The UK has one of the biggest iGaming markets in the world. In 2020 alone, gambling companies generated revenue of over £14 billion. While legislation exists, in the form of the Gambling Act 2005, the UK is vastly different to other countries when it comes to iGaming and gambling.
The legislation in the UK does not seek to criminalise online gambling: instead, it seeks to ensure that the industry is fair and safe for its users. The issue with the legislation is that it is now over 15 years old. Technology has developed at a rapid rate meaning that online offerings have grown. Many charities and organisations feel that current laws just don’t go far enough.
The UK Government pledged to review gambling laws back in 2019. Numerous delays have meant that this review has yet to transpire. It now appears that we will get our first glimpse of proposed changes in the spring of 2022. Here we’re going to take a look at the changes that we are likely to see. We are also going to consider the calls made by campaigners and if any proposed changes are likely to go far enough.
When the UK passed its Gambling Act 2005, it brought into existence the UK Gambling Commission. This body was launched in 2007 to ensure that operators in the betting and iGaming industry were operating fairly, within the legislation, and acting to protect their customers. The legislation has always been centred on protecting those who are young and/or vulnerable. The powers held by the Gambling Commission mean that it has the ability to tweak rules and issue guidance. Recent changes made include:
Increasing the age for the National Lottery
The National Lottery had always seemed to be a slight anomaly. Here was something that allowed players to win millions of pounds, but yet it could be played by those who were 16. Concerns around gambling have often centred on not making the activity appealing to youngsters, yet the National Lottery did just that.
Change came in 2021 when the minimum age was brought in line with other gambling activities. By increasing this to 18, the hope was that youngsters wouldn’t form unhealthy habits at a young age.
2019 saw a £2 betting limit being introduced for live terminals. The hope here was to remove the level of impulse betting and prevent people from developing unhealthy gambling habits.
Tighter controls over VIP schemes
VIP schemes are common in iGaming. The Gambling Commission had concerns over these and whether or not they were posing a risk to players. This meant that tighter controls and guidance were introduced. The comments that came with this guidance clearly stated that unless it was followed, VIP schemes would see an outright ban. This means that responsible gambling sites like these on Compare.bet now have an added duty of care when it comes to their VIP members.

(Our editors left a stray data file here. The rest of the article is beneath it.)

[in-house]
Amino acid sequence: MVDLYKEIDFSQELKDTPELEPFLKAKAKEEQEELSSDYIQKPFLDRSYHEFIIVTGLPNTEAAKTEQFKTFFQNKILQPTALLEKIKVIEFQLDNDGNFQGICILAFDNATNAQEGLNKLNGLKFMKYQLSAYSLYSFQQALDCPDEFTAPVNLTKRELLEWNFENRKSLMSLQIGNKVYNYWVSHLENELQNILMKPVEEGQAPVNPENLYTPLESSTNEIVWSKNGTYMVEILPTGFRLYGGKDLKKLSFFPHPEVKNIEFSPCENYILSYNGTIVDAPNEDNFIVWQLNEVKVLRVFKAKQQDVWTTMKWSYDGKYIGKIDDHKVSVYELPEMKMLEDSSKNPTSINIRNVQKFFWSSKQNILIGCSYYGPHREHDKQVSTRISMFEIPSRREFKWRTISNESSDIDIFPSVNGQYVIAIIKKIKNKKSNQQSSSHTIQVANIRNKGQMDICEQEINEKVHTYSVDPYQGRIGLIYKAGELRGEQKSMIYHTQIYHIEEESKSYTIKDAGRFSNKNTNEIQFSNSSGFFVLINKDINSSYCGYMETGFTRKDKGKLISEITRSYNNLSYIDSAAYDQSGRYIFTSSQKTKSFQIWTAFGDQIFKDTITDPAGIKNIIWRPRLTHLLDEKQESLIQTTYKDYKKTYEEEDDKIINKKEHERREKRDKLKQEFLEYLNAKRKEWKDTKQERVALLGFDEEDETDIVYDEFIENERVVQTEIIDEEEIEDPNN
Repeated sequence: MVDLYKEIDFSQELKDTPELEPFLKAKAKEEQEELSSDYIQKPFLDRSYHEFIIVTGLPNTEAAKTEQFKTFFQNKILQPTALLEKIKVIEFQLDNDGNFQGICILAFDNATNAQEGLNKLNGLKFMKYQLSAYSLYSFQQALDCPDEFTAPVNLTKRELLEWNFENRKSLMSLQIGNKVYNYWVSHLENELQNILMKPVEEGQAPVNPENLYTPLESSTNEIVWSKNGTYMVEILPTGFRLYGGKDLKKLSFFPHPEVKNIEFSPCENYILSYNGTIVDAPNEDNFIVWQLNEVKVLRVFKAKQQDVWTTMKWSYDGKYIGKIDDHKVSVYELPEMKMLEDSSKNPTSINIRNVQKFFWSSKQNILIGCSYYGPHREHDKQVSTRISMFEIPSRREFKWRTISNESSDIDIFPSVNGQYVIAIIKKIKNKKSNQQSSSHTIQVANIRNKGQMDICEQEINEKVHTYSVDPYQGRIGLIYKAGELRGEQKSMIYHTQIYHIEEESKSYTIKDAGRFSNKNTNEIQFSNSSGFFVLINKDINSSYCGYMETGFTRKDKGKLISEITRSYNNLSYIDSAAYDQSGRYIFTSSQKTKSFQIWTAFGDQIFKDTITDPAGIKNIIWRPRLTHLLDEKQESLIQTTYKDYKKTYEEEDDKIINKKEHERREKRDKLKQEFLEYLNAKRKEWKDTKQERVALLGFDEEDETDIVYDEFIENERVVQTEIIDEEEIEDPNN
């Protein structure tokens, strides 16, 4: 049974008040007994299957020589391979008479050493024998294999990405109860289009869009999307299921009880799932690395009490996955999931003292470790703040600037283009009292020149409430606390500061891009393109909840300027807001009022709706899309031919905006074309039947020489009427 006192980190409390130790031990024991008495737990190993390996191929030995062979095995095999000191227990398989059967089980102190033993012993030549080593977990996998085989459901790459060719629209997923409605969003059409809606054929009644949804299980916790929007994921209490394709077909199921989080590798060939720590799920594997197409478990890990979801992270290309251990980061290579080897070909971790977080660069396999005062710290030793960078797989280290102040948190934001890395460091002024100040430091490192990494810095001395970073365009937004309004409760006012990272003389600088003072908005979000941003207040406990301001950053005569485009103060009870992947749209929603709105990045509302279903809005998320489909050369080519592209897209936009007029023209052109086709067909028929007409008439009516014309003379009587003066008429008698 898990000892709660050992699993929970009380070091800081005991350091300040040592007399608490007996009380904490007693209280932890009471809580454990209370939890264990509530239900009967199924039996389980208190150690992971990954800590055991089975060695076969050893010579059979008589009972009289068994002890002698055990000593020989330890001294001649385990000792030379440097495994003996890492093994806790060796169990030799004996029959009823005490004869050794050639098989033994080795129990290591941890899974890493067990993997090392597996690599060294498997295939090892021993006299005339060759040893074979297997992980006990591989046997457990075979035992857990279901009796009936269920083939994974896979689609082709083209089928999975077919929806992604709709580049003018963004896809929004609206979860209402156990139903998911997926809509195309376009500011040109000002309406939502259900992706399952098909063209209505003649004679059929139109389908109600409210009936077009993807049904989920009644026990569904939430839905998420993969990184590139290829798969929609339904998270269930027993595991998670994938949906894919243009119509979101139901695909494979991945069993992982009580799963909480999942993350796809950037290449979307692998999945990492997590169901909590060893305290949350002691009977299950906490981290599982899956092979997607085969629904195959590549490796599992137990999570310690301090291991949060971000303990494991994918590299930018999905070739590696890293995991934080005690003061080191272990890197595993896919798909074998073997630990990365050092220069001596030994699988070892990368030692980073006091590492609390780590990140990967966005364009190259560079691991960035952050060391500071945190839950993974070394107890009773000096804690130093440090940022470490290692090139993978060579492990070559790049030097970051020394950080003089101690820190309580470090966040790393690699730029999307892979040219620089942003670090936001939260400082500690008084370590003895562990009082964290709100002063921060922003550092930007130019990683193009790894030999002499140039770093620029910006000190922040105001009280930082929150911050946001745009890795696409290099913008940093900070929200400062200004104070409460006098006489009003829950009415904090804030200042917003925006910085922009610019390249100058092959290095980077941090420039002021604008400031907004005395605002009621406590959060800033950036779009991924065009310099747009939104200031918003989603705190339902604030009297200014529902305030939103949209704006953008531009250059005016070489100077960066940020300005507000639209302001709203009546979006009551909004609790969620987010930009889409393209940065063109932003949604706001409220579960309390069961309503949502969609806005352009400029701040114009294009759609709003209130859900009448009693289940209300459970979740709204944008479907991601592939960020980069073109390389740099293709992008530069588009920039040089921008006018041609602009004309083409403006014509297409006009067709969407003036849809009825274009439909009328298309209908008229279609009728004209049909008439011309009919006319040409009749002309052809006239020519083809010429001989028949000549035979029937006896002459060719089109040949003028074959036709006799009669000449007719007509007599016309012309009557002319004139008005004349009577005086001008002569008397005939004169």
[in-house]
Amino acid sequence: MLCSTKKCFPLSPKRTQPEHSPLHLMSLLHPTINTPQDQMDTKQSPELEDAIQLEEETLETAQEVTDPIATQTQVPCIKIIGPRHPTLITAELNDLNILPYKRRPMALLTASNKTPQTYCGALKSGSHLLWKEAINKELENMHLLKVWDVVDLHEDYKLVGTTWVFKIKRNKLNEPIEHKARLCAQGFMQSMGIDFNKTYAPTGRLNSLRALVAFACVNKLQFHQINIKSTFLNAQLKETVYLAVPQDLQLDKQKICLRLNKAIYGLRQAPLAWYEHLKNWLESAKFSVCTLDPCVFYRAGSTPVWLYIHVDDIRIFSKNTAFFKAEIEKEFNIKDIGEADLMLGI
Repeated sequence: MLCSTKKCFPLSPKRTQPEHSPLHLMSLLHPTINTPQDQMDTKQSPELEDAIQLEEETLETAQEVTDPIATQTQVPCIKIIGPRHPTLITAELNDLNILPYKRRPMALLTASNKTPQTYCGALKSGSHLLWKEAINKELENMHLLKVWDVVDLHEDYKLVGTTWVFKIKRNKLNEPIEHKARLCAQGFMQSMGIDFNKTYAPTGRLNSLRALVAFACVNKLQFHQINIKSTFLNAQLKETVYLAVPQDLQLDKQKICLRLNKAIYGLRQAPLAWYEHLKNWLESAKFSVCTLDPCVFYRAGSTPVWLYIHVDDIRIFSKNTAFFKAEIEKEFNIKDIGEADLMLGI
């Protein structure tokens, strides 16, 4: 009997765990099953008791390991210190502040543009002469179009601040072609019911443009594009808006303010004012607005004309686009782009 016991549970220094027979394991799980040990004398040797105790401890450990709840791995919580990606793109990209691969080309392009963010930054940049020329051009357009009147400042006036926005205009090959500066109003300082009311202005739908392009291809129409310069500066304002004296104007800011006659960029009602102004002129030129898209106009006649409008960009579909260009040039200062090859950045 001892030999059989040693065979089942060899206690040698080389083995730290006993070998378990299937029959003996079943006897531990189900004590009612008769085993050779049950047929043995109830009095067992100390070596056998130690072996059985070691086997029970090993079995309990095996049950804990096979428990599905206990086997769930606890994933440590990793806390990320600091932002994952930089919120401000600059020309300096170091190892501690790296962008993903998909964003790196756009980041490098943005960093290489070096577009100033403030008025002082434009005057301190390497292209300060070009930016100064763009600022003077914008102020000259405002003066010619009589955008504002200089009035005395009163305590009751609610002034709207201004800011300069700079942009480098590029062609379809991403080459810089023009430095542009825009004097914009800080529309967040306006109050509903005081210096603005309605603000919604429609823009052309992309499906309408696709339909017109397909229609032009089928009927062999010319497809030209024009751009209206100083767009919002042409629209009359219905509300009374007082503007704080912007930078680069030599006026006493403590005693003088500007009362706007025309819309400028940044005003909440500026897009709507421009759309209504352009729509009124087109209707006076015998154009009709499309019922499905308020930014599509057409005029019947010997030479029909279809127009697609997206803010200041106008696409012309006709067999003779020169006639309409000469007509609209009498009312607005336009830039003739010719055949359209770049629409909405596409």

Why have we spent time looking at changes that have already come into play? The reality is that charities and campaigners do not feel that these go far enough. The chances are that what has recently been introduced is a precursor for what is to come.
Why the need for a review?
UK legislation dates back over 15 years and, to put it simply, a lot has happened in this time. Those who play at online casinos can not have failed to have noticed how the quality of games has improved. Developers have exploited the latest in technology to create games that offer a fantastic playing experience. Operators have also added live sections to their online casinos offering players a life-like playing experience. What has also happened is that we have seen a boom in the number of operators on the scene. With so many sites to choose from, sites have become more competitive with their offers in the hope of building their customer base.
The 2005 legislation was written in a different time. A time when online casinos were not so popular. A time when gambling took a degree of effort. As things stand, with online casinos and mobile casinos, it has never been easier to place a bet and play casino games.
What are campaigners calling for?
Campaigners and charities are clear that they do not believe that current measures go far enough. They believe that iGaming poses a significant risk to players who find themselves embroiled in addiction and destructive behaviour. The latest figures suggest that just 0.5% of those who gamble are actually problem gamblers. However, the fact that this can lead to family breakups and even suicide means that the figure is still too high. Here’s a look at some of what campaigners are wanting to see:
An end to free bets
Most online casinos run promotions whereby you make a deposit and then receive free funds to play with. Some even offer no deposit bonuses. The worry is that these bets entice those who have a deposition to addiction. They provide a gateway to further problem gambling. Luke’s Law is driven by the fact that such an offer ultimately led to addiction and suicide.
In much the same way that bets have been restricted on live terminals, campaigners want stake limits being introduced at online casinos. They would like to see slots being restricted to £2 per spin in the same way that live terminals are restricted.
A review of advertising
While there are already rules around iGaming ads that aim to protect the young, campaigners feel that these do not go far enough. There is still a real risk of exposure on social media platforms and they are seeking laws that tighten this up.
What are the Government’s thoughts?
The widely anticipated white paper may have faced delay after delay, but that is not to say that change isn’t coming. In fact, the Government is clear that it will act to tighten up laws and to ensure that those who are vulnerable are provided with adequate protection.
What has been promised as part of the upcoming review is a tough crackdown. There is an intention to introduce strict affordability checks to ensure that vulnerable people are not left to fall into financial ruin.